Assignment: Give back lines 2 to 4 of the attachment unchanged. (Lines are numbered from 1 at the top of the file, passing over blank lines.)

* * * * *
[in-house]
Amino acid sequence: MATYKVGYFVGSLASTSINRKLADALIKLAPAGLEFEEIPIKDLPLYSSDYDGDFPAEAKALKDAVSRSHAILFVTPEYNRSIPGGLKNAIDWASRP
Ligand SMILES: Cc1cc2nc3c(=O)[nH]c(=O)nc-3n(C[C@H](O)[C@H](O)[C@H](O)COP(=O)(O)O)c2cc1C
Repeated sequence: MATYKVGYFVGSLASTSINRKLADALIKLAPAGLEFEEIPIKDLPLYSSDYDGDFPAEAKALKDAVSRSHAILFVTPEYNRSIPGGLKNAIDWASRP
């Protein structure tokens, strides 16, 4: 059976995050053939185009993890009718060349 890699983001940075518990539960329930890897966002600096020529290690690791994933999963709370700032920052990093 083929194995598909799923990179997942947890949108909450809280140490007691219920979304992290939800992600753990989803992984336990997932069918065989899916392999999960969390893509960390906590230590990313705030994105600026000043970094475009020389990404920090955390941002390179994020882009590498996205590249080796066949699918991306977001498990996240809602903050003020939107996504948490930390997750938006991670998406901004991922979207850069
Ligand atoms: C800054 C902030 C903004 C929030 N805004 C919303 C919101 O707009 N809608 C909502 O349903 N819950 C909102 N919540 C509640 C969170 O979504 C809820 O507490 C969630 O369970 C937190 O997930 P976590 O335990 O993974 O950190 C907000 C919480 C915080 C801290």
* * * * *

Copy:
Amino acid sequence: MATYKVGYFVGSLASTSINRKLADALIKLAPAGLEFEEIPIKDLPLYSSDYDGDFPAEAKALKDAVSRSHAILFVTPEYNRSIPGGLKNAIDWASRP
Ligand SMILES: Cc1cc2nc3c(=O)[nH]c(=O)nc-3n(C[C@H](O)[C@H](O)[C@H](O)COP(=O)(O)O)c2cc1C
Repeated sequence: MATYKVGYFVGSLASTSINRKLADALIKLAPAGLEFEEIPIKDLPLYSSDYDGDFPAEAKALKDAVSRSHAILFVTPEYNRSIPGGLKNAIDWASRP